by Tim Brown

The Indy Chamber represents thousands of employers across the nine county Indianapolis region – and as we listen to their daily concerns and strategic challenges, one message comes through loud-and-clear: Human resources are a top priority – finding qualified applicants, recruiting and retaining good workers, cutting the costs of employee turnover and training.

But if people are part of our business climate, then we can’t build a strong economy without strong neighborhoods. The consequences of crime don’t stop with incarceration – they continue as ex-offenders return to our community.

More than 20,000 ex-offenders now live in the Indy region, a number that’s growing each year. They struggle to find work, often living in poverty, and recidivism becomes a self-fulfilling prophecy. At the same time, local companies are eager to fill open jobs at all skill levels. We saw an opportunity and started identifying the challenges associated with hiring ex-offenders.

First, it was imperative that protections be set in place for businesses who desire to offer a second chance without the fear of being sued civilly for the unforeseen actions of an employee hired in good faith.

To create this protection, we focused on amending Senate Enrolled Act 312, as it proved to be a promising vehicle to grant common-sense civil protection to companies who hired ex-offenders.
Negligent hiring liability protection was added to the original proposed legislation and became law effective July 1st. Indiana has become the 15th state to pass such a protection into state law; it’s our hope that it will encourage business leaders to rethink their policies and practices as it relates to those who are qualified, need work, but have made poor choices in the past.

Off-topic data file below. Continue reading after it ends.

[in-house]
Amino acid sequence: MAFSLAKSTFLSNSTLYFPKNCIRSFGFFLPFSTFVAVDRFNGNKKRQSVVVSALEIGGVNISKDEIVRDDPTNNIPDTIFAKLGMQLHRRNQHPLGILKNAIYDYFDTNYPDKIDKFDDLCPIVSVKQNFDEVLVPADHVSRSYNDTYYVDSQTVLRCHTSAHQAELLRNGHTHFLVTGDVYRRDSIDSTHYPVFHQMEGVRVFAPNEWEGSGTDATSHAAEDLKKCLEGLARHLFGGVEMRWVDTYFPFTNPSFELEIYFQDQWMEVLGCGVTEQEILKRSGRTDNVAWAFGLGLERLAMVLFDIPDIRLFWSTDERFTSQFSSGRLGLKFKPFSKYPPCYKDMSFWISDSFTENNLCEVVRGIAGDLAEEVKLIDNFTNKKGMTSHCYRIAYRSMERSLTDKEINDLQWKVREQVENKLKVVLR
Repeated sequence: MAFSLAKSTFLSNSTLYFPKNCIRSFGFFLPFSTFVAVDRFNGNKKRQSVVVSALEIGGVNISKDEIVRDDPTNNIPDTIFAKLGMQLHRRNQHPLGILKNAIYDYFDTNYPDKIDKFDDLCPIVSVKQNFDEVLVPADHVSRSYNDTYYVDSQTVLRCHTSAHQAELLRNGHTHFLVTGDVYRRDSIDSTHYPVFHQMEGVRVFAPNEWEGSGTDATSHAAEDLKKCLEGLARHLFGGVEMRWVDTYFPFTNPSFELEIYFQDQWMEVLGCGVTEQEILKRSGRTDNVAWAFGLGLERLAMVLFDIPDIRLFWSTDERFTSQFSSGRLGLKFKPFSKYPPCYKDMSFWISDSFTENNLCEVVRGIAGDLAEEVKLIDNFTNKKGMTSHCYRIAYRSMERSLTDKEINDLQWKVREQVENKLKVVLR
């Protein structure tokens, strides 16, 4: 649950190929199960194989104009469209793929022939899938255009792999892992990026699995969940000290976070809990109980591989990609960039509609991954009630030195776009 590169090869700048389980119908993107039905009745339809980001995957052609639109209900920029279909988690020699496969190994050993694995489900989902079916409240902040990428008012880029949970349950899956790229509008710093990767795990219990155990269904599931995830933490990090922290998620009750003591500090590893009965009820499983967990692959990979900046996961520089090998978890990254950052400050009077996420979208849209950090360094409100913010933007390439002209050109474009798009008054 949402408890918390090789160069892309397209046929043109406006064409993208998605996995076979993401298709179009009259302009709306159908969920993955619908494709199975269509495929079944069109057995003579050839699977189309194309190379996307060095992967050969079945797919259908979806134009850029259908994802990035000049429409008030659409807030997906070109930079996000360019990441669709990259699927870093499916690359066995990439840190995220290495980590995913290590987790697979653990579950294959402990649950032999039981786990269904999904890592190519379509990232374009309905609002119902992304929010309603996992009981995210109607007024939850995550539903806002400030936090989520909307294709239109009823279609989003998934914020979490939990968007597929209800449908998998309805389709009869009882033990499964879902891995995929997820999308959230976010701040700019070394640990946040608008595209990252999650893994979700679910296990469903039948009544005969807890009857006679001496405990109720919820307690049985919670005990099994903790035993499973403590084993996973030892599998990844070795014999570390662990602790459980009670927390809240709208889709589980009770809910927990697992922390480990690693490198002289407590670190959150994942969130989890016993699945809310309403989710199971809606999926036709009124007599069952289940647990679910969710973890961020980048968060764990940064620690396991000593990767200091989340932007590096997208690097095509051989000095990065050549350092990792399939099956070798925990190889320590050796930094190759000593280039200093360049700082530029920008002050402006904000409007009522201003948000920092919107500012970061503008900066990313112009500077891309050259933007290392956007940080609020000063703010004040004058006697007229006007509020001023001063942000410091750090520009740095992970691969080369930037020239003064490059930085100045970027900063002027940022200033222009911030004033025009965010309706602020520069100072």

Specifically, the Indiana law (modeled after Colorado legislation) prohibits information concerning the criminal history of an employee from being introduced in civil actions if the employee’s records are sealed, the criminal history is not related to the facts of the case, the employee’s record is from an arrest or charge that did not result in a criminal conviction.

Thus businesses would still be held liable for negligent hiring if they hired employees with criminal backgrounds who were unsuitable for their jobs. However, measures such as these allow employers to use common sense but maintain protections when providing individuals a chance for successful reentry.

Studies have also shown that gainful employment is the most efficient way to decrease recidivism and efforts to create a pipeline to job opportunities for this population are essential to our city – to curb crime, add to the ranks of productive taxpayers and meet hiring demand from business.

Although proposed SEA 312 originally focused on preventing municipalities from using “ban the box” Governor Holcomb showed great leadership and went a step further after signing the amended proposal the Governor signed an executive order “banning the box” for state government hiring – a show of confidence in the ex-offenders who have paid their debt and seek a fresh start.

The Indy Chamber applauds the Governor’s ability to strike a balance in the passage of the legislation and drafting of the executive order. As we work in close collaboration with partners in the community on issues like mass transit, early learning, the structural deficits faced by the Indianapolis Public Schools and more, our shared goal is creating new opportunities for people and employers alike to succeed – these policies create such opportunities for an often overlooked segment of our city, and we all stand to benefit.

Tim Brown is the director of policy and legislative affairs for the Indy Chamber